NYFF: Woman on the Beach
© 2006 D. Gordon
I've been getting into Korean movies the past few months; there's quite a bit coming out of the country these days (that's South Korea, although North Korea does have it's own wacky film industry). As part of that, I decided to get tickets for the two Korean movies on this year's schedule: The Host and Woman on the Beach. I've heard more about The Host, but what I have heard about Woman on the Beach has been positive.
I've never seen any of director Hong Sang-soo's other work (including Woman Is the Future of Man, Virgin Stripped Bare by Her Bachelors, The Day a Pig Fell Into the Well) before, although it seems to be controversial; it seems they're a bit misogynistic, but not enough to be clearly offensive. I wasn't sure quite what to expect with this, but the movie turned out to be a funny look at relationships, tinged with a little melancholy, and a glimpse into gender roles and definitions in South Korea.
Kim Joong-rae is a film director. He's working on a script, but it's not going well, and his advance from the producer is dwindling. He talks Chang-wook, a personable enough young man who seems to have a bigger heart and deeper pockets than he does, into driving him to the seashore to write there. Chang-wook agrees with one stipulation: this trip is interrupting plans with his girlfriend Moon-sook, so she has to come as well.
The three head off to Shinduri Beach, a resort area on the western shore. Once there, however, things look a little different. Chang-wook is actually married, and not to Moon-sook. Moon-sook is a pretty independent-minded woman, who in no way considers Chang-wook her boyfriend (they don't seem to have done much beyond a quick kiss). Director Kim is soon busy putting the moves on Moon-sook. The movie follows the group, especially Kim and Moon-sook, as they're drawn closer and closer into each others' gravitational fields. They come close enough to collide, then repel each other and return to Seoul. Kim soon returns to Shinduri Beach and realizes he misses the woman, leaves her a message (her cell phone is always off), looks for her in the few women at the resort. Moon-sook comes back, and Kim and Moon-sook are drawn together again, only to repel each other once more. It's just who they are. Kim, even in his atypical lifestyle, is still somewhat of a typical Korean male (he can't stand the thought that the women he cares about have slept with other men, whether or not he had any claim to be upset); but Moon-sook isn't a typical Korean female (she spent significant time in Germany, and dated foreign men), and won't automatically capitulate to whatever the director wants.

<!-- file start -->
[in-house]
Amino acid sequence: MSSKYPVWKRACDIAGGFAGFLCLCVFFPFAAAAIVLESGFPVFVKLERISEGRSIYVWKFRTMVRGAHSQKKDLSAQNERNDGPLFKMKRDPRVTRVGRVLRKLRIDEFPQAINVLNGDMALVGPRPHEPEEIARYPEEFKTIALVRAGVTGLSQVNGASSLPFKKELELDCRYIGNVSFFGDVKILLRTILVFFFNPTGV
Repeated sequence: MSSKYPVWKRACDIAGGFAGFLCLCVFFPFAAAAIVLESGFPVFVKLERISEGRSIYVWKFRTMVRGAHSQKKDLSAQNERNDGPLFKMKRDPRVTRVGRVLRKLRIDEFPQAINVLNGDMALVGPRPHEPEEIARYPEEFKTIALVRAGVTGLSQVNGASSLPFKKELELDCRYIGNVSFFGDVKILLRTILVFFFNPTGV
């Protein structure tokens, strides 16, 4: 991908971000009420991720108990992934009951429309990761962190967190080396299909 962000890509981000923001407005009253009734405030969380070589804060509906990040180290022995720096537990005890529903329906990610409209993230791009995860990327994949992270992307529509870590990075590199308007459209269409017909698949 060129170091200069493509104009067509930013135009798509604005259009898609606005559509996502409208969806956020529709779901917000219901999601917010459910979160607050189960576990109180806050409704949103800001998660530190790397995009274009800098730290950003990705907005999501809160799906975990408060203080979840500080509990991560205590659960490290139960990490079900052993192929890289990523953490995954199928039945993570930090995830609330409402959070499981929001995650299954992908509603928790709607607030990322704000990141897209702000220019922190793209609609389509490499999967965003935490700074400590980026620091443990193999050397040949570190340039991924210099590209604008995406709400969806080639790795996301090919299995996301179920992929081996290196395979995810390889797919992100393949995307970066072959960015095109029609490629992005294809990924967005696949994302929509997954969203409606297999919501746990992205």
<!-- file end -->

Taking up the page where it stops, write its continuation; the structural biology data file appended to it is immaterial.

This isn't a heavy, ponderous tour through relationships, though - interspersed are some really funny moments. The threesome run into a couple walking a dog on the beach; Moon-sook immediately kneels to pat the dog, while Kim unexpectedly runs offscreen in terror. Kim uses this long, convoluted, geometry-based explanation full of "guy-logic" to explain why Moon-sook should ignore his infidelities, instead of just owning up to them. The audience is dumbfounded at how he could even pretend this is serious, and Moon-sook's face reflects the same dumbfoundedness.
The cinematography is different from most of the other Korean films I've seen. Instead of rich, vivid colors (look at Forbidden Quest for some astounding reds and whites), everything is muted, the same gray-tan of the wet sand and cloudy sky of the off-season beach resort. The characters run into only a handful of other people, the tide always seems to be out, and floors of hotel rooms stand empty and unlocked. This really is in keeping with the difficulties and almost hopelessness of the situation between Moon-sook and Kim.
There were a few points past the halfway mark during which I got a little restless, something I've noticed in a couple of other Korean films. This might be a sign of a slower pace in Korean filmmaking - the setup is complete but there's a slower movement towards the climax. It may also be me needing to get up out of the uncomfortable loge seats. I dunno.
The Q&A with the director was interesting as well. Hong is a soft-spoken man (and maybe the microphone wasn't placed too well), so it was a little hard to hear him. But it was clear that he wasn't giving much away in his answers. I have no trouble with making the audience come to their own conclusions about actions and symbols, and define the story in their own way. That's refreshing, but also a little frustrating, in that he's definitely shown some artistic growth - and maybe some growth in understanding relationships - as compared to his earlier movies, but he refused to talk about it. Maybe Hong has had his own "Director Kim" moments as well.
* * * * * * * * * * I'm using the term "typical" very loosely and as implied by the movie.